"Engineering undergraduate programs include more mathematics work and higher level mathematics than technology programs.

Engineering undergraduate programs often focus on theory, while technology programs usually focus on application.

Once they enter the workforce, engineering graduates typically spend their time planning, while engineering technology graduates spend their time making plans work.

At ABET, engineering and engineering technology programs are evaluated and accredited by two separate accreditation commissions using two separate sets of accreditation criteria.

Graduates from engineering programs are called engineers, while graduates of technology programs are often called technologists.

Some U.S. state boards of professional engineering licensure will allow only graduates of engineering programs, not engineering technology programs, to become licensed engineers."

International Recognition of Engineering Technology: The Sydney Accord

The Sydney Accord is an agreement between institutions that are responsible for accrediting Engineering Technology programs in different countries. Essentially this agreement states that graduates of accredited programs in any of the signatory countries should be recognized by the other countries as having met the academic requirements for entry into the practice of Engineering Technologist.

The signatory countries of this accord as of February 2007 are Australia, Canada, Republic of Ireland, Hong Kong, New Zealand, South Africa, and the United Kingdom.

The United States has not signed the Sydney Accord, primarily because the engineering technology profession is not well defined as a separate profession (distinct from professional engineering) in the United States. For a complete explanation, see the National Society of Professional Engineers' position on Engineering Technology.

Note that although the United States is not a signatory to the Sydney accord, the principal accrediting body for Engineering and Technology in the United States, (ABET), provides accreditation to Engineering Technology programs. We provide five (5) examples of universities in the U.S. that offer an accredited degree in Engineering Technology. To find them, we used the TryEngineering University Finder and selected Engineering Technology from the list of accredited fields.
The universities are: California State Polytechnic University, Pomona, LeTourneau University, McNeese State University, Temple University, and the University of Central Florida.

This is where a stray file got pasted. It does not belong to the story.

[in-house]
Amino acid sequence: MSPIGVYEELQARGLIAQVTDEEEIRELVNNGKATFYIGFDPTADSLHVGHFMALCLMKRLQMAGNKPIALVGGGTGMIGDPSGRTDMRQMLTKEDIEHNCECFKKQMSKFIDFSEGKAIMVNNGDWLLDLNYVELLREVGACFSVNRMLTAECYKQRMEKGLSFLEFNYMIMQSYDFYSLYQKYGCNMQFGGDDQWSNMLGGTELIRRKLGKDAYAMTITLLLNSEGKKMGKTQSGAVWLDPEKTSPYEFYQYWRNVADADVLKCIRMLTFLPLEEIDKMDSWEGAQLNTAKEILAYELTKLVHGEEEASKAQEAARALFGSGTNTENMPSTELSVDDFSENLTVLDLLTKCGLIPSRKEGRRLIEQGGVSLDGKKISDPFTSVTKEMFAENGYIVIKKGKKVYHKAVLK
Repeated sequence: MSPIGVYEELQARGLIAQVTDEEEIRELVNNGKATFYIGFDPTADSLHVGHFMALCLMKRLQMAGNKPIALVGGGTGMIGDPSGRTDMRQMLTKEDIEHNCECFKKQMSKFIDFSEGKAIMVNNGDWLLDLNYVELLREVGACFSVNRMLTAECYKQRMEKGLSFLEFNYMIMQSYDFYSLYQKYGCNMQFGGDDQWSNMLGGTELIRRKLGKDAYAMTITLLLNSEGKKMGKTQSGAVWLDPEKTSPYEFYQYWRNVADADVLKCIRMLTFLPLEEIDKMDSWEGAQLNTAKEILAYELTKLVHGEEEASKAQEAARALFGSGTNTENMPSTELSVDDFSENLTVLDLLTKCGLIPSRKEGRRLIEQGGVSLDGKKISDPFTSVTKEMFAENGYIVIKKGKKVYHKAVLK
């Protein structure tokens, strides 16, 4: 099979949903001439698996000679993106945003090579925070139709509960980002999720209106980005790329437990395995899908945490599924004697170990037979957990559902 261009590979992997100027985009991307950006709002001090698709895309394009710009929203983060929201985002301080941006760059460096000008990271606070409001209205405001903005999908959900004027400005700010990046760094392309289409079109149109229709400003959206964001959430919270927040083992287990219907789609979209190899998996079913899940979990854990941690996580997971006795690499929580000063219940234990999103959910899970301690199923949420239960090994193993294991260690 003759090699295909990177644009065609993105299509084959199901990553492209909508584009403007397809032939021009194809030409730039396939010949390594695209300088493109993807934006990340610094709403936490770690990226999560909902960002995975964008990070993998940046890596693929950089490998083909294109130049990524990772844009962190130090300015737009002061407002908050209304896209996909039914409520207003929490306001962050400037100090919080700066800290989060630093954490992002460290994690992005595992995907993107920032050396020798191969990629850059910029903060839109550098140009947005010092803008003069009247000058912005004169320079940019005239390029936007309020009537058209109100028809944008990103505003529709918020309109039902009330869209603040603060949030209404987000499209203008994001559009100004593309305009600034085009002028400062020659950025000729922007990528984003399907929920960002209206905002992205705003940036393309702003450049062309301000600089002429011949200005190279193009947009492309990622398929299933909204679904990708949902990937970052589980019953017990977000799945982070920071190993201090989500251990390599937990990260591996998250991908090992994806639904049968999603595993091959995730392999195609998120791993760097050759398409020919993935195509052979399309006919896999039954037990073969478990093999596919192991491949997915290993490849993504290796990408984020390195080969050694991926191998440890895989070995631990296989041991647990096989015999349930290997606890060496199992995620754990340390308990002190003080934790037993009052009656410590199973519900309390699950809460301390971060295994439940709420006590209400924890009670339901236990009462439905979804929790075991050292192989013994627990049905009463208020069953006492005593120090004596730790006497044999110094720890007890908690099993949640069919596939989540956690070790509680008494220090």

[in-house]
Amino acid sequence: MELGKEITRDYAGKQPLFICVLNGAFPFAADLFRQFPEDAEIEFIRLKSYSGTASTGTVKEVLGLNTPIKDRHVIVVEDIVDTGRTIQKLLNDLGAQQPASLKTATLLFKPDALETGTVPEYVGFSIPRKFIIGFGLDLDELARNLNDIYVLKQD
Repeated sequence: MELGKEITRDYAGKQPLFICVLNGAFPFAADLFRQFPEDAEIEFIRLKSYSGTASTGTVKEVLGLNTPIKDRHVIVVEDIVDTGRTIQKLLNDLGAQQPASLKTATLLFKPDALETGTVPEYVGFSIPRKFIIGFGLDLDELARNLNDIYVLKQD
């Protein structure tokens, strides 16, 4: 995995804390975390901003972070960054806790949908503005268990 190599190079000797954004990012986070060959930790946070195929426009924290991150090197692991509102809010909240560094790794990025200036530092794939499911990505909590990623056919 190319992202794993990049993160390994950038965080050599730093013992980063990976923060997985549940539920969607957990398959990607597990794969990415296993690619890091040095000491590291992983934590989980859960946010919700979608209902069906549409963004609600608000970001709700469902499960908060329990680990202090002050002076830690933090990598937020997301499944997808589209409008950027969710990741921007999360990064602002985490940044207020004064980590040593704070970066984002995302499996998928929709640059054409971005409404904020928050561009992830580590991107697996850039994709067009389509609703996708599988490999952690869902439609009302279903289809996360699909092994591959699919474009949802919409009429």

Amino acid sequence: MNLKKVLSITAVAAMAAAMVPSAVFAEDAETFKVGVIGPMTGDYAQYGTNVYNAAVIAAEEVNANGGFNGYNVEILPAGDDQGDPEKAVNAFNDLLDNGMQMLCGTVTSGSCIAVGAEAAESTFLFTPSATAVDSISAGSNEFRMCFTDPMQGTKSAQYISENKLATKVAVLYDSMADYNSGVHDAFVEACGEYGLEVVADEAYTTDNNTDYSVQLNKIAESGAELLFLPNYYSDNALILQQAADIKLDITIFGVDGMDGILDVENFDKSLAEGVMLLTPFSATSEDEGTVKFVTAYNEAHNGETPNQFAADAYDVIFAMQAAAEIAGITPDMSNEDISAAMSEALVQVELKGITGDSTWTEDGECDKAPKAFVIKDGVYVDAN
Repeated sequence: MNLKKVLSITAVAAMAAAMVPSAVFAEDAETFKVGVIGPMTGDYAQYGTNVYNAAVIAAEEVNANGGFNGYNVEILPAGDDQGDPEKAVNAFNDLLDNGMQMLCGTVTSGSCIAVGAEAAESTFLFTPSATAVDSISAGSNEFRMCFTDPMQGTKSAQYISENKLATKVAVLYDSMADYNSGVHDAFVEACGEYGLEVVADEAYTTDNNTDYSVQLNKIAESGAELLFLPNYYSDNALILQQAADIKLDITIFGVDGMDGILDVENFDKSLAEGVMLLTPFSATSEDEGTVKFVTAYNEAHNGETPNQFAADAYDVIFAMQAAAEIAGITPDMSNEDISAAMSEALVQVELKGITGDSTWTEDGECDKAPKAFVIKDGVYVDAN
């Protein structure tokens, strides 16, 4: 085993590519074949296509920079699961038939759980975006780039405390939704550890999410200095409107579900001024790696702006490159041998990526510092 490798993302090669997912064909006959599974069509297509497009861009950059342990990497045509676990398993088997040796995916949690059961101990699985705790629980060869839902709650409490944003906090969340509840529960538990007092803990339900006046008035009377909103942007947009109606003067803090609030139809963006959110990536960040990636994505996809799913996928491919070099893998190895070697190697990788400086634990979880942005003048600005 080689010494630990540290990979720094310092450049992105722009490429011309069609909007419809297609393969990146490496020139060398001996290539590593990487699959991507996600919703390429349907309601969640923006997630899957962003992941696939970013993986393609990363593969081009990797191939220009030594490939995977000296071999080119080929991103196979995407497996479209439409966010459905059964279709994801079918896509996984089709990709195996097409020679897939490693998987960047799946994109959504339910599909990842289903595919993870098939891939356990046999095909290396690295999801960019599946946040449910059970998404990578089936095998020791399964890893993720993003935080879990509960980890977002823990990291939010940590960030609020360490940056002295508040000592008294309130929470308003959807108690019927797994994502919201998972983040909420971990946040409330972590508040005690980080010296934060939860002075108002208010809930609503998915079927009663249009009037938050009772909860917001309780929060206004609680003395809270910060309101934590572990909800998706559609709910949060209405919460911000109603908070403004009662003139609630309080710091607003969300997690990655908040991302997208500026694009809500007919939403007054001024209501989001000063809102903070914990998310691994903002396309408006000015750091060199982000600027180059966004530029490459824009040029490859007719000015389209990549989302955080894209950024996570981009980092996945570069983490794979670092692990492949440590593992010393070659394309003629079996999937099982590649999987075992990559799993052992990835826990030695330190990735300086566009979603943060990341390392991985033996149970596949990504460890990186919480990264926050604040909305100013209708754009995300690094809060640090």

More Information

[1] Northeastern University School of Engineering Technology website: What is Engineering Technology, accessed February 1, 2007.

[2] NSPE (2006) NSPE Issue Brief: Engineering Technology, Publication #4049

[3] University of North Carolina website: Engineering versus Engineering Technology , accessed February 1, 2007.

[4] Wikipedia.org: Engineering Technology, accessed February 1, 2007. Caution: Wikipedia entries can be changed arbitrarily by any user at any time.


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Q: How did you choose the school you went to for your degree? I'm having a hard time deciding…help!
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Q: I am a junior in high school and all my life I have enjoyed building things, solving problems and drawing plans for various devices. After doing a little bit of construction with an engineer on a mission trip with church, I am pretty sure I want to go into engineering. My only problem is that when I understand math I love it, but there are times when I don’t understand it and then I can’t stand it. I am in Trig Analysis / Pre-calculus this year and I like solving the problems, but I still have mixed feelings. Do you or any students that you work with have the same problem and do you think it would be a big hindrance to me if I want to succeed in Civil Engineering?
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Q: I am a third year student in a Bachelor of Technology program in India. I want to devote my career to the betterment of my country, India. What is the most useful path for a student like me to take in order to advance this cause?
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Q: My friends tell me that it's better to find a roommate who is also studying engineering if I go into engineering — do you find this is true?

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Q: I am a senior attending a small rural high school in the United States. I am very interested in majoring in Biological Systems Engineering in college. I would like to get some information on: